Pet Pick


10 years old 19 lbs Beagle

Oh,’re going to fall head over heels for Pamela! This adorable little tricolor lady is as “beagle” as they come, from her long silky ears to her goofy, lovable personality. Pamela plays well with others and is ready to fall right in with your pack; as long as she has a friend by her side, she’s a happy girl! Come meet Pamela at our Adoption Center today. November is National Adopt A Senior Pet Month; call 859.873.5491 or go to to find out more about Pamela and all of our adoptable seniors. Photo by Regi Goffinet

Ace Weekly and the Woodford Humane Society remind you to spay and neuter your pets.

13 Nov. 1,2016 2016 13 November

Home and Garden

THURSDAY, NOV. 3 Best Orchids for Beginners, a workshop being held Thursday, Nov. 3 at 6 p.m. in the Fayette County Extension Service, will examine how to grow these potentially difficult plants. This is an introduction to some of the easier species for the novice. The extension service will provide an easier orchid plant for visitors to take home. To register, call the Fayette County Extension at 859.257.5582.

SATURDAY, NOV. 5 Green up your indoor space for fall and winter with a burst of vibrant tabletop life. Guests and the staff of Wilson’s Nursery in Frankfort will create a Mason jar harvest-themed garden in glass. Register online or onsite.

SATURDAY, NOV 12 Wilson’s Nursery in Frankfort will host a Big Green Egg Thanksgiving cooking class and tasting Saturday, Nov. 12 at noon. Register online or onsite. big-green-egg-thanksgiving-cooking-class-tasting-tickets-28736278984

WEDNESDAY, NOV. 16 The Friends of The Arboretum 2016 Annual Meeting will be held Wednesday, Nov. 16 at 5:30 p.m. The meeting will be held at the E. S. Good Barn, Culton Suite at 1451 University Drive. There will be a special report on the 25th anniversary of the Arboretum. There will also be the election of officers and new board members, an update on fundraising and the Legacy campaign to expand the Dorotha Smith Oatts Visitor Center.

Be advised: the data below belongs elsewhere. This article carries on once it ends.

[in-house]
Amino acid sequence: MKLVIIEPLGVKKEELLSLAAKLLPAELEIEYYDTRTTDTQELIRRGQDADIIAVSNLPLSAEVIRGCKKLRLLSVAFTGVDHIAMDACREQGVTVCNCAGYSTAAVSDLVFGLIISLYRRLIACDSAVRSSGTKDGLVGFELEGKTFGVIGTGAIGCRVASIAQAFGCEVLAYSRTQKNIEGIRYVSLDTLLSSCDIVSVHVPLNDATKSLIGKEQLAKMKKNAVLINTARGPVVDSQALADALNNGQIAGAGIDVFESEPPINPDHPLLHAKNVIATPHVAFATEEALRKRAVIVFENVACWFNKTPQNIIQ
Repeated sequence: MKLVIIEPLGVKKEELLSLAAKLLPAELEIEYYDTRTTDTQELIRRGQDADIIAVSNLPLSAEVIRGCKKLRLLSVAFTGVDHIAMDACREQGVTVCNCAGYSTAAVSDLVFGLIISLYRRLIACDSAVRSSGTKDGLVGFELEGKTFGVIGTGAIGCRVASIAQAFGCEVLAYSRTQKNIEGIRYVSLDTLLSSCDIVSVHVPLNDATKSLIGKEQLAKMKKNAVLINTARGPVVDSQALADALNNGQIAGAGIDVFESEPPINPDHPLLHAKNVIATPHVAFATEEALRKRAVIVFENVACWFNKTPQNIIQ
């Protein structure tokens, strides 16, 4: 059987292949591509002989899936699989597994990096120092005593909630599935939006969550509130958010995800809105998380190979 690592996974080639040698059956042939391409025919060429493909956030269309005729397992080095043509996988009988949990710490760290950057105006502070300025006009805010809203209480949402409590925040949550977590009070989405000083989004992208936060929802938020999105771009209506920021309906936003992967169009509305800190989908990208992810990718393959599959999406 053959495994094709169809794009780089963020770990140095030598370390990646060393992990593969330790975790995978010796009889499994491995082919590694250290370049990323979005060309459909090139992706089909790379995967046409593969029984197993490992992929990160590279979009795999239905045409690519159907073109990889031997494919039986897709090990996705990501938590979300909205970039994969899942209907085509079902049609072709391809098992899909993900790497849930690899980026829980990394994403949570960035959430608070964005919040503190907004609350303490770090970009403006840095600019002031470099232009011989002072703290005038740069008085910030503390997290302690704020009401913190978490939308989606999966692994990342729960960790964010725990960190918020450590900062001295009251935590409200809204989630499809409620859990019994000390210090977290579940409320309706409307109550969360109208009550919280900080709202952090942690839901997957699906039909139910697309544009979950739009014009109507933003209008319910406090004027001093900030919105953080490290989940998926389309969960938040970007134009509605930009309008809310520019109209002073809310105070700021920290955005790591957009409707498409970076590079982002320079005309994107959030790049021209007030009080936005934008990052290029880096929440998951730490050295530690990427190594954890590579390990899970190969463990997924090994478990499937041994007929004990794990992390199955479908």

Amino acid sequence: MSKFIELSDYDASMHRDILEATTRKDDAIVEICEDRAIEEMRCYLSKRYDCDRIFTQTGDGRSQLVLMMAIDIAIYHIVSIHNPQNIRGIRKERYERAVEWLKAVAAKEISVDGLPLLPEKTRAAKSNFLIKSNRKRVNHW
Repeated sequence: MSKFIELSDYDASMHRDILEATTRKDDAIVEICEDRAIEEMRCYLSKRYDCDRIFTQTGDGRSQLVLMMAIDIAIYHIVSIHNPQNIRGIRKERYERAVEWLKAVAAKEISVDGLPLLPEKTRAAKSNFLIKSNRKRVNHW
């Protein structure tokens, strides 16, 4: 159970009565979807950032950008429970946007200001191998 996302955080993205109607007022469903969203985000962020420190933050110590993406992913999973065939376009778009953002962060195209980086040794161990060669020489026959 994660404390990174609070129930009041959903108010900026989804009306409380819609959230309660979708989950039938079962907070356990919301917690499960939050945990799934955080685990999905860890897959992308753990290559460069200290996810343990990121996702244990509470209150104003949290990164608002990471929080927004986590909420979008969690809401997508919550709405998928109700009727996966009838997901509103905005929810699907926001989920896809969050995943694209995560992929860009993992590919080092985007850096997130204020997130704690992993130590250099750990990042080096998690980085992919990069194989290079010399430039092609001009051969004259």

14 November 2016

Arboretum announces birdhouse winners The Arboretum has announced the winners of the 2016 birdhouse contest: Best in Show: Blue House by Ezra Haggard 2016 Fan Favorites: Adult: His and Hers Birdhouse by Thomas Mullaney; Junior: Cardinal Castle by Katherine Zimmerman Awards - Adult Level: Most Creative and Artistic: C’est la Vie by Barton Goley Adult Fan Favorite Best Use of Natural Materials:Mayfairy Village by Mayfair Manor Residents Best Use of Recycled Materials: Knocking Around by Ed Klee Most Functional for Birds: The Greatest by Charlotte Haney; Honorable Mention: Bed and Breakfast by Jane Kirn and Duck Duck Box by Central Kentucky Audubon Society Awards - Junior Level: Most Artistic: Cardinal Castle by KathBest in Show erine Zimmerman Junior Fan Most Creative: Magna Tweet by Favorite Zoe Breitgan Best Use of Recycled Materials: Penny Palace by Kalton Zimmerman Most Functional for Birds: Rainbow Birdhouse by Robert Manna